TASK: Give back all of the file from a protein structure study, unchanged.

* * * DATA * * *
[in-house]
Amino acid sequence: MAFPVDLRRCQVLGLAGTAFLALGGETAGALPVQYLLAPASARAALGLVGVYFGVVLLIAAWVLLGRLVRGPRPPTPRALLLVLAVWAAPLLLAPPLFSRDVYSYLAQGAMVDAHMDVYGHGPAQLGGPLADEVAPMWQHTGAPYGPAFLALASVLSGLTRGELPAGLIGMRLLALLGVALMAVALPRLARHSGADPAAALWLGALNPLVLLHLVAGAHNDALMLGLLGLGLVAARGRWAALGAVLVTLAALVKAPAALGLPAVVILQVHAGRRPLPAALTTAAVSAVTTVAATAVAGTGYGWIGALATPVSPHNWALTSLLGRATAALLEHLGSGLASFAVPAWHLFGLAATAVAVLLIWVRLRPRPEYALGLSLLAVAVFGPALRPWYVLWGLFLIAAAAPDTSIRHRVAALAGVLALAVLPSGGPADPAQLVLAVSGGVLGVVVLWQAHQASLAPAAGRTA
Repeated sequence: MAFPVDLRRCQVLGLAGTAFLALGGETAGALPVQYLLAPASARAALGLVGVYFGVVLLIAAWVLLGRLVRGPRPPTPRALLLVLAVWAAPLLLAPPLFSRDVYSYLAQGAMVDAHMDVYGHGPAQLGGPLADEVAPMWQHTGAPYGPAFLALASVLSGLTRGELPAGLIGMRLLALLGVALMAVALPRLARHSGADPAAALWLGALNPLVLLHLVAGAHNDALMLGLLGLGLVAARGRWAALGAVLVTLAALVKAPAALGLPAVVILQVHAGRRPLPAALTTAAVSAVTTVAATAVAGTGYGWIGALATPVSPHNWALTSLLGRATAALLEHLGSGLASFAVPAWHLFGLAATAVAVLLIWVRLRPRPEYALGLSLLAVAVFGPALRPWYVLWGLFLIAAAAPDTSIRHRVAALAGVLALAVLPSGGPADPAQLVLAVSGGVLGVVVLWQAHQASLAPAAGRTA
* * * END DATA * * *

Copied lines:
[in-house]
Amino acid sequence: MAFPVDLRRCQVLGLAGTAFLALGGETAGALPVQYLLAPASARAALGLVGVYFGVVLLIAAWVLLGRLVRGPRPPTPRALLLVLAVWAAPLLLAPPLFSRDVYSYLAQGAMVDAHMDVYGHGPAQLGGPLADEVAPMWQHTGAPYGPAFLALASVLSGLTRGELPAGLIGMRLLALLGVALMAVALPRLARHSGADPAAALWLGALNPLVLLHLVAGAHNDALMLGLLGLGLVAARGRWAALGAVLVTLAALVKAPAALGLPAVVILQVHAGRRPLPAALTTAAVSAVTTVAATAVAGTGYGWIGALATPVSPHNWALTSLLGRATAALLEHLGSGLASFAVPAWHLFGLAATAVAVLLIWVRLRPRPEYALGLSLLAVAVFGPALRPWYVLWGLFLIAAAAPDTSIRHRVAALAGVLALAVLPSGGPADPAQLVLAVSGGVLGVVVLWQAHQASLAPAAGRTA
Repeated sequence: MAFPVDLRRCQVLGLAGTAFLALGGETAGALPVQYLLAPASARAALGLVGVYFGVVLLIAAWVLLGRLVRGPRPPTPRALLLVLAVWAAPLLLAPPLFSRDVYSYLAQGAMVDAHMDVYGHGPAQLGGPLADEVAPMWQHTGAPYGPAFLALASVLSGLTRGELPAGLIGMRLLALLGVALMAVALPRLARHSGADPAAALWLGALNPLVLLHLVAGAHNDALMLGLLGLGLVAARGRWAALGAVLVTLAALVKAPAALGLPAVVILQVHAGRRPLPAALTTAAVSAVTTVAATAVAGTGYGWIGALATPVSPHNWALTSLLGRATAALLEHLGSGLASFAVPAWHLFGLAATAVAVLLIWVRLRPRPEYALGLSLLAVAVFGPALRPWYVLWGLFLIAAAAPDTSIRHRVAALAGVLALAVLPSGGPADPAQLVLAVSGGVLGVVVLWQAHQASLAPAAGRTA